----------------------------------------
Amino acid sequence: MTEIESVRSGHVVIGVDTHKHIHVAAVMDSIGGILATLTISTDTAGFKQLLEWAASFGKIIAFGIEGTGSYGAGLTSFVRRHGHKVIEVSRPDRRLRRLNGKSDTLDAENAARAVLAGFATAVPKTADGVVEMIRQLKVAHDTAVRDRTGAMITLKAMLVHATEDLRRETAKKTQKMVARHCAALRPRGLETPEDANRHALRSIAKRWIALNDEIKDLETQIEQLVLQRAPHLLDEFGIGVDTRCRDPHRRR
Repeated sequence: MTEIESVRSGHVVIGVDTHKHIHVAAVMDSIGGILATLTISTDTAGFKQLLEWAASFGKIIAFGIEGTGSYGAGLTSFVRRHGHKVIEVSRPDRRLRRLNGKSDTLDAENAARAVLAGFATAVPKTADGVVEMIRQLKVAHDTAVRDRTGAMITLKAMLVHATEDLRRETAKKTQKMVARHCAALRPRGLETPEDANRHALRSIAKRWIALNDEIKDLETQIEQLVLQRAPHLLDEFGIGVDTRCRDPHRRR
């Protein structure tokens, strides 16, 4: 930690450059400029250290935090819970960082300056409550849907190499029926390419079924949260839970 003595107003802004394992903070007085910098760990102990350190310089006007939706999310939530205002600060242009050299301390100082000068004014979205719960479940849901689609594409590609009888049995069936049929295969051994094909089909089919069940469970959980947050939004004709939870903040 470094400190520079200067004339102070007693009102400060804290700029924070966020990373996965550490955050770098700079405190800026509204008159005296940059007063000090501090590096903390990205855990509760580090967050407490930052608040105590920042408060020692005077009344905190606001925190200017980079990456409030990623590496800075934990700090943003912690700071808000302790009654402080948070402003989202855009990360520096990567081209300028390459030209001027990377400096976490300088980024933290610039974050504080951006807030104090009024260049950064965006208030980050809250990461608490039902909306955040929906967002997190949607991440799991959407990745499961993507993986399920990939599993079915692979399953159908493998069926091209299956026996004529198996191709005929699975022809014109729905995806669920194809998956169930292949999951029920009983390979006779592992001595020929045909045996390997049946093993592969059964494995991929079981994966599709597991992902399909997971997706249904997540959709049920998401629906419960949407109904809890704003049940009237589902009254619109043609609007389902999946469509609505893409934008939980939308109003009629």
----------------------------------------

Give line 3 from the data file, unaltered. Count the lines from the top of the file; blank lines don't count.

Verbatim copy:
């Protein structure tokens, strides 16, 4: 930690450059400029250290935090819970960082300056409550849907190499029926390419079924949260839970 003595107003802004394992903070007085910098760990102990350190310089006007939706999310939530205002600060242009050299301390100082000068004014979205719960479940849901689609594409590609009888049995069936049929295969051994094909089909089919069940469970959980947050939004004709939870903040 470094400190520079200067004339102070007693009102400060804290700029924070966020990373996965550490955050770098700079405190800026509204008159005296940059007063000090501090590096903390990205855990509760580090967050407490930052608040105590920042408060020692005077009344905190606001925190200017980079990456409030990623590496800075934990700090943003912690700071808000302790009654402080948070402003989202855009990360520096990567081209300028390459030209001027990377400096976490300088980024933290610039974050504080951006807030104090009024260049950064965006208030980050809250990461608490039902909306955040929906967002997190949607991440799991959407990745499961993507993986399920990939599993079915692979399953159908493998069926091209299956026996004529198996191709005929699975022809014109729905995806669920194809998956169930292949999951029920009983390979006779592992001595020929045909045996390997049946093993592969059964494995991929079981994966599709597991992902399909997971997706249904997540959709049920998401629906419960949407109904809890704003049940009237589902009254619109043609609007389902999946469509609505893409934008939980939308109003009629």